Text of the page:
The Peril Of Doing Nothing

Some say the bill before us does not go far enough.  Others say it goes too far.  What everyone can agree on is what will happen if we do nothing.

In the next decade, without reform, half of all non-elderly adults will find themselves without coverage at some point.  The number of people without insurance will jump by more than 30 percent in 29 States, and by at least 10 percent in every State.  American families will continue to pay a hidden tax of $1,100 on their health insurance premiums to pay for the costs of care for the uninsured.  The very same insurance coverage a family has in 2008 is projected to nearly double to $24,291 by 2016, consuming a whopping 45 percent of projected median family incomes.  Premiums will continue to double every several years, making health insurance vastly unaffordable for many Americans.  Economists project that if health insurance reform fails, the resulting lower Gross Domestic Product (GDP) will reduce family incomes by $10,000 by 2030.  Small businesses will continue to struggle and fewer and fewer will be able to offer coverage to their employees.

Furthermore, as our population ages, Medicare is projected to be insolvent within ten years, jeopardizing coverage for millions of American seniors.  Each day that passes without reform, 14,000 Americans lose health insurance coverage.  These are not minor problems to be brushed aside or kicked yet again down the road for another generation of Americans to tackle.  These problems are on the Senate’s doorstep, right here, right now.  Keeping the status quo guarantees a struggling economy in the future, with more Americans unable to afford life-saving treatments because of the rising cost of insurance.   

In 2001, 46 percent of all bankruptcies were attributable to medical costs.  By 2007, that number had grown to 62 percent.  While hard-working Americans were losing their jobs, homes and savings simply because they got sick, insurance and pharmaceutical company executives were making record profits.  In 2000, the ten largest publicly traded health insurance companies had profits of $2.4 billion.  By 2007, profits at those firms had jumped to $12.9 billion, a 428 percent increase.  In 2007, CEO salaries at these firms were $118.6 million, or $11.9 million for each CEO.  In 2007, prescription drug companies had a profit margin of 15.8 percent.  The same year, profit margins at all Fortune 500 firms were 5.7 percent.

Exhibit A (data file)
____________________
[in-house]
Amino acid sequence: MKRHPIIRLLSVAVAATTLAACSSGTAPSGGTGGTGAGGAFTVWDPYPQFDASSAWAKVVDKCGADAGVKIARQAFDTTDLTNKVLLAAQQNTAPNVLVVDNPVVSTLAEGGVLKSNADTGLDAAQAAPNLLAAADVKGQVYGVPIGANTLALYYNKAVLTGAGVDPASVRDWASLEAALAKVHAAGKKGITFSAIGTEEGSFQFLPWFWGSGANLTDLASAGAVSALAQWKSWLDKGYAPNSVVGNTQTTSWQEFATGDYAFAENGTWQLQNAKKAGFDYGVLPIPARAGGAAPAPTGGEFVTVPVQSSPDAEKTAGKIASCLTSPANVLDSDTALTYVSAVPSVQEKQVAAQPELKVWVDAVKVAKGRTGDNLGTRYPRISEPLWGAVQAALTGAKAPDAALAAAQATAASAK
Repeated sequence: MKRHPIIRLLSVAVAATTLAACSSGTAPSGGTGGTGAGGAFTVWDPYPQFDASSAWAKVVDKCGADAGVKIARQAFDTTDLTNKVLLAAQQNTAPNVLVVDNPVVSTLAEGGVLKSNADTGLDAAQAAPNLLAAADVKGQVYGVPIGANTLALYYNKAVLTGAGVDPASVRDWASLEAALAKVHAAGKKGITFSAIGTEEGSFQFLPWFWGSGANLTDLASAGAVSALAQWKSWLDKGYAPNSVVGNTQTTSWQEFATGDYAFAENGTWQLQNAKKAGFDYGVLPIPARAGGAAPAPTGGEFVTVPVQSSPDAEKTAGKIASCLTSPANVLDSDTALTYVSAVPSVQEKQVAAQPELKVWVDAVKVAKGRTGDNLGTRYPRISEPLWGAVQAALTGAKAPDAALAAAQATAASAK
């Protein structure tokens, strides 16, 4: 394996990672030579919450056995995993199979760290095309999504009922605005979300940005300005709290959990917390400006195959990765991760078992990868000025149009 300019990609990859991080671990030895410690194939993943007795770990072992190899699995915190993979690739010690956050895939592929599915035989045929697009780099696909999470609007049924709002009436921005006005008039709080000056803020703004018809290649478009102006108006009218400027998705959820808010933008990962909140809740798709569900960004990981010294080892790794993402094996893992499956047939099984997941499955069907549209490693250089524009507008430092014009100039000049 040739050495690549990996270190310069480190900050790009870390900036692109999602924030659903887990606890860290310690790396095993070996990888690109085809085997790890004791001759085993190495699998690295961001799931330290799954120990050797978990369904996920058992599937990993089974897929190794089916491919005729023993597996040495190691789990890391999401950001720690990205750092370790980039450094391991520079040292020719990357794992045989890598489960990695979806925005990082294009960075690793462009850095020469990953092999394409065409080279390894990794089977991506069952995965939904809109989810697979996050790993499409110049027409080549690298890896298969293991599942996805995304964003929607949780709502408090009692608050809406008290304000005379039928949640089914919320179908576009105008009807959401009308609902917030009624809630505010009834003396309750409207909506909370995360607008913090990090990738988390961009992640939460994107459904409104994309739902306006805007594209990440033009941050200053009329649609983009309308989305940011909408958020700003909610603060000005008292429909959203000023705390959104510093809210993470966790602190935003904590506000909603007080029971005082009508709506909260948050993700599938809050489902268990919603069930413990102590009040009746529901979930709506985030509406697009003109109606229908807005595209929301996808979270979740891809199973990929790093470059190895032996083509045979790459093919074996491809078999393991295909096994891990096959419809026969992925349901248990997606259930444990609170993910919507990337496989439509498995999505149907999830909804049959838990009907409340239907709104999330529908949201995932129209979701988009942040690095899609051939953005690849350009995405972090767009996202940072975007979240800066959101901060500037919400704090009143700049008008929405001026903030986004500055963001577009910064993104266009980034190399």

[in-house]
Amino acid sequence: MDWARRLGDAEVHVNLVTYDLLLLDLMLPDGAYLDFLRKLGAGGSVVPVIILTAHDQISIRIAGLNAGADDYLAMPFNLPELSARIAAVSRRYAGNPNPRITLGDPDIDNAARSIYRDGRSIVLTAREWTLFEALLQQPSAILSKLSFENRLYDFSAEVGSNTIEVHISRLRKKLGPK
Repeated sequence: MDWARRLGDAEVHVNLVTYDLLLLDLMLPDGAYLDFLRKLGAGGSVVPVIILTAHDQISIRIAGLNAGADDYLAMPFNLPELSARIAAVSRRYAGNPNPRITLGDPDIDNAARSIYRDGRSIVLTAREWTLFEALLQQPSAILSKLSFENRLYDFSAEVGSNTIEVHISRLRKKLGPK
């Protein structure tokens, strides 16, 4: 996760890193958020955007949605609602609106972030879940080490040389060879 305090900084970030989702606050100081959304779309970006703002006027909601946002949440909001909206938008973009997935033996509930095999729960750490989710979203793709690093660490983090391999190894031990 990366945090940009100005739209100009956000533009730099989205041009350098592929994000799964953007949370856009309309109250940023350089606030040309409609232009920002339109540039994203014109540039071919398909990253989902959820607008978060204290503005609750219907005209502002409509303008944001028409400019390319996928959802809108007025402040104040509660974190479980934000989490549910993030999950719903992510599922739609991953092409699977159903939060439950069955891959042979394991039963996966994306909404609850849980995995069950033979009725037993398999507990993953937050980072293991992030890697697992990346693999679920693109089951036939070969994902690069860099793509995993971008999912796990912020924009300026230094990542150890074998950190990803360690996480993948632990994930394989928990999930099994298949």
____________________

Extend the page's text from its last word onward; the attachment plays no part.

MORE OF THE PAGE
Since the Nation’s last attempt to pass health reform 16 years ago, millions of Americans have lost their insurance and costs have skyrocketed.  In the absence of a fair and sensible health insurance system, families, businesses and taxpayers have been dragged along by an inflationary curve that only worsens with time.  Next year, small businesses — already suffering from skyrocketing medical costs — will see their premiums rise by an average of 15 percent -- twice the rate of last year’s increases.  Drug companies have boosted prices of brand-name drugs by about 9 percent over the last year, the steepest increase in years.

Vermonters’ Experiences

Even though Vermont has long recognized the importance of building a health care system that includes all Vermonters, individual States acting alone cannot make enough progress without comprehensive health insurance reform.  Tens of thousands of Vermonters still lack basic health insurance.  Workers nationwide are losing insurance for their families when they change or lose jobs.  Insurance companies can and do discriminate against sick people.

I know so very many of these Vermonters.  Many of them are my neighbors, my friends.  Some of these Vermonters without health insurance went to school with me.  Some grew up as I did in Montpelier, Vermont.   Some are people I have known all our lives.  They are hardworking, good, honest, decent people.  It is a travesty that after working so hard and playing by the rules they still cannot begin to have the kind of health coverage that federal employees – including those of us in this Chamber – are able to have because of earlier reforms of the federal workforce health insurance system.